7 Types of Red Hummingbirds in North America

Hummingbirds are one of nature’s most fascinating creatures, renowned for their dazzling iridescence and remarkable ability to hover in mid-air.

Among these captivating birds, the red hummingbirds of North America stand out as particularly eye-catching and unique.

With their brilliant plumage and high-energy lifestyles, these avian wonders capture the hearts and minds of bird enthusiasts and casual observers alike.

In this article, we’ll take a closer look at the seven types of red hummingbirds found in North America, each one distinct in its own way and sure to inspire wonder and awe in all who behold them.

So, grab your binoculars and get ready for a journey through the world of these magnificent birds!

Cinnamon HummingbirdCinnamon Hummingbird
Broad-Tailed HummingbirdBroad-Tailed Hummingbird
Ruby-Throated HummingbirdRuby-Throated Hummingbird
Calliope HummingbirdCalliope Hummingbird
Rufous HummingbirdRufous Hummingbird
Anna's HummingbirdAnna's Hummingbird
Allen's HummingbirdAllen's Hummingbird

Types of Red Hummingbirds in North America

1. Cinnamon Hummingbird

Cinnamon Hummingbird
Credits – Wikipedia

The Cinnamon Hummingbird inhabits pine and oak woodlands and scrubland from Costa Rica through northwestern Mexico.

Here, they flit quickly from bloom to flower, sucking the nectar for sustenance.

In addition, they will devour any microscopic insects they come across when foraging among the plants.

The Cinnamon Hummingbird gets its name from the cinnamon and crimson coloration that covers its underside from its chin towards its tail.

Other distinguishing features include a red tail and a large red beak having a black base, in addition to the green and copper plumage seen on the rest of the bird’s upper body.

To reach the nectar deep inside tubular blooms, they utilize their large beak, which conceals an even longer tongue.

2. Broad-Tailed Hummingbird

Broad-tailed Hummingbird

The Broad-Tailed Hummingbird is characterized by its white underside, brilliant green upper back, broad black tail, and brown upper wings.

They possess a large, glossy black bill and a white, spotted neck.

The Broad-Tailed Hummingbird is common across California from May to August and can often be seen flying low over grasslands and open forests at higher altitudes.

In search of milder temperatures throughout the winter months, it migrates farther south in the autumn, eventually reaching Mexico.

Some people may choose to spend the whole year in California if the climate remains pleasant.

The Broad-Tailed Hummingbird’s broad tongue allows it to sip nectar, the primary food source among most hummingbirds.

Insects are a key part of its nutrition, and it even uses them to raise its young.

It constructs a delicate nest out of spider webs and gossamer, and it prefers to do it in coniferous woods.

3. Ruby-Throated Hummingbird

Ruby-throated Hummingbird

The Ruby-Throated Hummingbird gets its name from the brilliant red hue of its neck, which contrasts with its pale green head and back.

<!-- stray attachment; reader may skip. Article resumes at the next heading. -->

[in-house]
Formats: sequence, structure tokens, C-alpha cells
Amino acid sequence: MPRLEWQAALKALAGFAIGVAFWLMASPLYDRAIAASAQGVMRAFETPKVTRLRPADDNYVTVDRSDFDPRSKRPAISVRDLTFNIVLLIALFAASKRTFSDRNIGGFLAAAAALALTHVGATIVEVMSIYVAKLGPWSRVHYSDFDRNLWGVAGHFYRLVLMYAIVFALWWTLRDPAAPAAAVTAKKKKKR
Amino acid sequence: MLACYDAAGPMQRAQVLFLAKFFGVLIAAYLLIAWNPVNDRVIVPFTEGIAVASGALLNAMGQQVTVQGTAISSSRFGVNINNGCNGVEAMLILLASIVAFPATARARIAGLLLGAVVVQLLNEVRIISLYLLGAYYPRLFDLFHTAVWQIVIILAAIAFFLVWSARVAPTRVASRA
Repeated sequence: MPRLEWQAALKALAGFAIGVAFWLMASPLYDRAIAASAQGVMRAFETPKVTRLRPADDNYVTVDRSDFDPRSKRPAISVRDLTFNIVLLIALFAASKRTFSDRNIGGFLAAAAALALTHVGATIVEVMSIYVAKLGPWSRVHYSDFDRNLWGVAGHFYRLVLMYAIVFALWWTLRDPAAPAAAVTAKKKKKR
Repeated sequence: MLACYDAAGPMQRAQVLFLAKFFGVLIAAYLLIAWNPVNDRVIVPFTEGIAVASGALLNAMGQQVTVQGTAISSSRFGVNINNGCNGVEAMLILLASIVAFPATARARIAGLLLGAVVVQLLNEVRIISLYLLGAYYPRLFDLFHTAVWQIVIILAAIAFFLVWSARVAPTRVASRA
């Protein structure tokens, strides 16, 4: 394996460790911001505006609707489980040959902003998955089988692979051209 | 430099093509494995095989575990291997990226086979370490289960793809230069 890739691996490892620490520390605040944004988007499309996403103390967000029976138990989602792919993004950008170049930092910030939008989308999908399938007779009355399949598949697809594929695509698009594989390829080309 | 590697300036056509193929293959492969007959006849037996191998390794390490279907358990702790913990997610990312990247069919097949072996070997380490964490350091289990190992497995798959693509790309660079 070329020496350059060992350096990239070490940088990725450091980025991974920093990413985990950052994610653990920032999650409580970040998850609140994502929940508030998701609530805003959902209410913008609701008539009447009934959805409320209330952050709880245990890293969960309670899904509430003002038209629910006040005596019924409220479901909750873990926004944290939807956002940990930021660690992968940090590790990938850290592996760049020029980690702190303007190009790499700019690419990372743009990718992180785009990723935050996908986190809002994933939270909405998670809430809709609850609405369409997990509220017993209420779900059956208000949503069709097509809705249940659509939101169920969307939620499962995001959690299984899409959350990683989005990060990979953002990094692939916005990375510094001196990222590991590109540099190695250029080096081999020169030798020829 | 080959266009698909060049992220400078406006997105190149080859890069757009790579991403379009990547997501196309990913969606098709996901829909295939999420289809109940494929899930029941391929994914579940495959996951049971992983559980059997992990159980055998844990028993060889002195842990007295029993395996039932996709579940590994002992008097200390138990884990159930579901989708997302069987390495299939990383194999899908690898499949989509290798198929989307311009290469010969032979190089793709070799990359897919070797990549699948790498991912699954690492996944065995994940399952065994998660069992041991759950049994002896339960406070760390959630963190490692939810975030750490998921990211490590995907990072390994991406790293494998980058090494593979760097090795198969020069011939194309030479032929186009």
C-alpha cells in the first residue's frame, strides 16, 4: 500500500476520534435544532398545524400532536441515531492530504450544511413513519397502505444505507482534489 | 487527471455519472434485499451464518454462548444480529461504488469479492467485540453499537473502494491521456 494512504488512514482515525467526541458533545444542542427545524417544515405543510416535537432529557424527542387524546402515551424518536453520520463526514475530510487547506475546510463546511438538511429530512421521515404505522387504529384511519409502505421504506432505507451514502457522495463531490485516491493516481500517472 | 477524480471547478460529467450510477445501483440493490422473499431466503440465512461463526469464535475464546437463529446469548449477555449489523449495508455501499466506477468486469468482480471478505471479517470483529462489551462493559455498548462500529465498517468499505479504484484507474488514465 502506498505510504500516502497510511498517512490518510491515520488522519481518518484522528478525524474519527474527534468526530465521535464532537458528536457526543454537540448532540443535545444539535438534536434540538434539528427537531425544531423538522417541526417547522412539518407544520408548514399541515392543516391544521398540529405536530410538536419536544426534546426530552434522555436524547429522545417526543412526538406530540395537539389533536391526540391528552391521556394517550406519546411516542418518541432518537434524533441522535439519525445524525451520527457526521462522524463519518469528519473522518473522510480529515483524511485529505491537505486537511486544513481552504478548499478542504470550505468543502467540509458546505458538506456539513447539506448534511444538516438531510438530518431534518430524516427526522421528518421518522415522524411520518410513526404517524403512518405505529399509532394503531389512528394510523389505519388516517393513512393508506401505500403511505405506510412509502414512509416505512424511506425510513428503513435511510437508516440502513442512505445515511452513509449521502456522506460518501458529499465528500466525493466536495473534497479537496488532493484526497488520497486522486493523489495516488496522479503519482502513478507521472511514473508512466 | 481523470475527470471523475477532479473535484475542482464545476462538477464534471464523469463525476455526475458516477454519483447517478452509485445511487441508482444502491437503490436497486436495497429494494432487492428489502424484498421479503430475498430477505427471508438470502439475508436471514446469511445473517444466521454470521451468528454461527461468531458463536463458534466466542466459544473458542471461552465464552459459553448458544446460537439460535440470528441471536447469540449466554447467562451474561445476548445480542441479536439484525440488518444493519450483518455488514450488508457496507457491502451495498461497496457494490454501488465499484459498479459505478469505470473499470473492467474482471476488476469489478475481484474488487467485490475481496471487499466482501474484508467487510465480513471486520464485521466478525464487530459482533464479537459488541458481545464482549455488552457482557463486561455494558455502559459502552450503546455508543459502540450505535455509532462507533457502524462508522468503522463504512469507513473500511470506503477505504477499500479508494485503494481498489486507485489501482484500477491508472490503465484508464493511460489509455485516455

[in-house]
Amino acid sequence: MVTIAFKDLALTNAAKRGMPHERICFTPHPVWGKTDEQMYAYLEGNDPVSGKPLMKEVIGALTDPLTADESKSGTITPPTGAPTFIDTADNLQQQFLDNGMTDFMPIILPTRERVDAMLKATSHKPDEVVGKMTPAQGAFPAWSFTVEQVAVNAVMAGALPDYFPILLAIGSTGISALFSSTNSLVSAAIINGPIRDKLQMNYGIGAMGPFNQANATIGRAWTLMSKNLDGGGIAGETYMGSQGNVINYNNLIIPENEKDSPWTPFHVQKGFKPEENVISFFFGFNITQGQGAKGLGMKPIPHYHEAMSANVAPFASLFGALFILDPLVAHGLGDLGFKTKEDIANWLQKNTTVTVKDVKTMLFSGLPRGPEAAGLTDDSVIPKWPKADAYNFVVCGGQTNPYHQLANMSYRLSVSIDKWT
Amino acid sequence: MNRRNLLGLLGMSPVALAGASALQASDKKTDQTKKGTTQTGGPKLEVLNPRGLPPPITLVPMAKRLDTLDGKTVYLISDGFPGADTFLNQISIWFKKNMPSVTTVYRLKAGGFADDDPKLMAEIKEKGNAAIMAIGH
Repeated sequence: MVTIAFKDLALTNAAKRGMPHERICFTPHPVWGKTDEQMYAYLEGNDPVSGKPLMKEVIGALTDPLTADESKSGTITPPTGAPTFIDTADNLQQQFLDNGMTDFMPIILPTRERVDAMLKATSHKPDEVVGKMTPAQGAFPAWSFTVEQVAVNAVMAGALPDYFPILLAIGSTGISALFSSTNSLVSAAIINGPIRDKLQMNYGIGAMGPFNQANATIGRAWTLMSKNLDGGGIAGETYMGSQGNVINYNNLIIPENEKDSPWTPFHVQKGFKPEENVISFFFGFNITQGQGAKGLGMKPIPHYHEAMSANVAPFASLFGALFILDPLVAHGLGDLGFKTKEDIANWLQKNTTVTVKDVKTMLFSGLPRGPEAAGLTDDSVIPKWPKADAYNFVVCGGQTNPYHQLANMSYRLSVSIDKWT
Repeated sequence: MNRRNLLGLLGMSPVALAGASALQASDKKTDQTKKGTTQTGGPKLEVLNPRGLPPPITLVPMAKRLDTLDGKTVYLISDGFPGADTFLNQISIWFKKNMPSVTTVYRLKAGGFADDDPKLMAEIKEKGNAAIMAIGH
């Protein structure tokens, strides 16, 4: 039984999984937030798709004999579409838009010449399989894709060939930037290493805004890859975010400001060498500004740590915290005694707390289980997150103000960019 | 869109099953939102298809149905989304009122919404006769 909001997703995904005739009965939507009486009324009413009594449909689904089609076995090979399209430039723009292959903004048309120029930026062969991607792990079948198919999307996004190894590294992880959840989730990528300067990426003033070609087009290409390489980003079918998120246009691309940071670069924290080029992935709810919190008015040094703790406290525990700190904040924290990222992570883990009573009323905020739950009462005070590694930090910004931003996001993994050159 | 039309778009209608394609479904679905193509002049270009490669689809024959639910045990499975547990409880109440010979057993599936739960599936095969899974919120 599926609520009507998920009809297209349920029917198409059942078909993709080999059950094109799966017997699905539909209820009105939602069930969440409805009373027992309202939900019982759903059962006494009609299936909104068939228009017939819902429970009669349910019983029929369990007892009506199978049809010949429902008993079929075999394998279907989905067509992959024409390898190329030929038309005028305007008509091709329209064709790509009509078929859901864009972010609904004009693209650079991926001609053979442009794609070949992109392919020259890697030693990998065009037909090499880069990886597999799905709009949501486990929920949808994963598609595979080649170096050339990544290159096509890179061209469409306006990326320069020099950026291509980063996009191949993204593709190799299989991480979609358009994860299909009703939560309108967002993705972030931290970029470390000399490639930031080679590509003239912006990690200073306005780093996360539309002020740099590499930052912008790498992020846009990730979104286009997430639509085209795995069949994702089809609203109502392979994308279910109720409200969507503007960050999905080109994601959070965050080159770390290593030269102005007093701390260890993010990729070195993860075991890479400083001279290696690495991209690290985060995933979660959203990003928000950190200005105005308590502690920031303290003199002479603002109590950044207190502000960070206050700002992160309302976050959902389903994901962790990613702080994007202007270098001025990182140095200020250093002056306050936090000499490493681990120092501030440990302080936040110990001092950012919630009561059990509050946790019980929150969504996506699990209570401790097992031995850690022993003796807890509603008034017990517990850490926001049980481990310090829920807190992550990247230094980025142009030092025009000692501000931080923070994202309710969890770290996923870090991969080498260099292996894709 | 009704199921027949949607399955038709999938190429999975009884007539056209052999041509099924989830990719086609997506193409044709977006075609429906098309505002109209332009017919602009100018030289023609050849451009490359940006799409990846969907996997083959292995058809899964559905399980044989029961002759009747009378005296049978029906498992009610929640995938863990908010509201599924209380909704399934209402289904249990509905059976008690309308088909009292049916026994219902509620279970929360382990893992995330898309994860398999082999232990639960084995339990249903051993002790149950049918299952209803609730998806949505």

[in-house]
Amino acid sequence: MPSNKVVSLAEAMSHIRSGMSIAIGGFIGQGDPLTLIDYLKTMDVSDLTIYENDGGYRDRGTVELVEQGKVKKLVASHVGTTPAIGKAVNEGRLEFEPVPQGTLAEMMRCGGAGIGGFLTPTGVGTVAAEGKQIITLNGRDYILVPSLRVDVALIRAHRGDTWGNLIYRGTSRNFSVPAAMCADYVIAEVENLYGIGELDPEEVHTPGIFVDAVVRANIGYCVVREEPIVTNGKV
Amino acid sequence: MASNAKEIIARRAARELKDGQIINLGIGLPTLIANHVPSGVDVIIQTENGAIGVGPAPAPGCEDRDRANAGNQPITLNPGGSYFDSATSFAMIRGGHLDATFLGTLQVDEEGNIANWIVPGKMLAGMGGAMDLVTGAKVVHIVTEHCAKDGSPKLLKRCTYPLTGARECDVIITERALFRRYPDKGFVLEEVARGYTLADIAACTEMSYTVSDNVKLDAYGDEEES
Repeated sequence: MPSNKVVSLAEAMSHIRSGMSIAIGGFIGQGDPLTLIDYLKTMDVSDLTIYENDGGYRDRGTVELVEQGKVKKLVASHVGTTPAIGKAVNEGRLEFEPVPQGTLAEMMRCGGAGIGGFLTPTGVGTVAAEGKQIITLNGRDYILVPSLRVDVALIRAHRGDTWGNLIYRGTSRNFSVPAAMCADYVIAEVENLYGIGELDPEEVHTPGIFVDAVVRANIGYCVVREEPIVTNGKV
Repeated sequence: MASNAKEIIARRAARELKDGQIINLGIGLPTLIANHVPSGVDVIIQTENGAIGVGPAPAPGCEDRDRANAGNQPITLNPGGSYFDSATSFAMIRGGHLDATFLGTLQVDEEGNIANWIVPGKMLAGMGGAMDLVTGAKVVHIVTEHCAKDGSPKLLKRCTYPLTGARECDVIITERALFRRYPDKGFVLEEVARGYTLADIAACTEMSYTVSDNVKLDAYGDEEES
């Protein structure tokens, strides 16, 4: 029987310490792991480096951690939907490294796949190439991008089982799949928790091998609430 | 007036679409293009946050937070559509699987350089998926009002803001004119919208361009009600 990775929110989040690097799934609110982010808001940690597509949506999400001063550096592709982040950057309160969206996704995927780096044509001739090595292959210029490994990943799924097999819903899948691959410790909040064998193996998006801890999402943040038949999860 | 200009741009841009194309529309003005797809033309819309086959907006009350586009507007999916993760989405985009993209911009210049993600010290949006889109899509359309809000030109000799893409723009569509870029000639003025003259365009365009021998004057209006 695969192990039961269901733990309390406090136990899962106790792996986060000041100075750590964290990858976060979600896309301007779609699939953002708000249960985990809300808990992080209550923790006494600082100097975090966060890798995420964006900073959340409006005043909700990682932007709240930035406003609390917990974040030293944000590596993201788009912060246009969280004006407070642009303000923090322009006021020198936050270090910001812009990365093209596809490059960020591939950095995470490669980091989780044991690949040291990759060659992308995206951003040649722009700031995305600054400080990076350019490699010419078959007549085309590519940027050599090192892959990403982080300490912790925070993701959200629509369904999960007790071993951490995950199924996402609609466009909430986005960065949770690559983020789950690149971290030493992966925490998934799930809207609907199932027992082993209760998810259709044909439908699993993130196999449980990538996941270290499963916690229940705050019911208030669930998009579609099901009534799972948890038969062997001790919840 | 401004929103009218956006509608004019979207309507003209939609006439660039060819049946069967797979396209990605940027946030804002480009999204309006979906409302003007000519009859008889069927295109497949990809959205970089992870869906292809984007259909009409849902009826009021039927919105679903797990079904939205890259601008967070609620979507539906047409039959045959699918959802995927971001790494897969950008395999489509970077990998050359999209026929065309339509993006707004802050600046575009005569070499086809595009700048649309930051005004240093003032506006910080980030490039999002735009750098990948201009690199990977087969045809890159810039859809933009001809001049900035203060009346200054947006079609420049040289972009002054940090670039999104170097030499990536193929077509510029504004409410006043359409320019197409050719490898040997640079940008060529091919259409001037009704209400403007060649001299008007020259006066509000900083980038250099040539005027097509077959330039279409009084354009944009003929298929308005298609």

It’s small, too, at just 3.5 inches in length and 3.7 inches at its widest point.

Only one species of hummingbird, the Ruby-Throated Hummingbird, nests across North America.

Males often arrive approximately two weeks earlier than females and remain till September.

During the month of September, thousands of Ruby-Throated Birds congregate along the Texas coast before taking to the sky and migrating to Southern and Central Mexico for the wintertime.

This stunning bird consumes both insects and nectar in its diet.

In addition to being a master at collecting fish, its pointed beak is also quite effective at capturing flying insects.

Nectar feeders are an excellent way to lure Ruby-Throated Species into your garden.

4. Calliope Hummingbird

Calliope Hummingbird

The Calliope Hummingbird is a little bigger than just a ping-pong ball and is thus very small. In fact, it holds the distinction of being the tiniest bird ever seen in the USA.

Despite its little size, it packs a mighty punch.

The annual migration of the Calliope Hummingbird from Canada to Mexico and back requires an incredible amount of energy and determination.

Male Calliope Hummingbirds are easily identified by their bright magenta-red throat patches, dark tails, white bellies, and deep green upper wings and backs.

Females are lighter red on the underbelly than males and lack red throat spots.

Some Calliope Hummingbirds start their annual migration along the California Coast as sooner as the middle of April.

Some might even cross the border into Canada, where they would likely arrive in the month of May.

The Calliope Hummingbird is known for its resourcefulness, as it will typically reuse a nest from the previous year or construct a new nest directly atop an old one on a deciduous tree.

5. Rufous Hummingbird

Rufous Hummingbird

Across North America, the Rufous Hummingbird has become the most frequent kind of red Hummingbird.

The male is easily distinguished from the female by his dazzling red neck and white chest plumage, as well as his vivid red-orange plumage covering his abdomen and back.

The female Rufous Hummingbird is more subdued in appearance than the male, having a rusty-pink underbelly and green-brown upper parts.

The Rufous Hummingbird is among the world’s greatest migrating birds, second just behind the Calliope Hummingbird.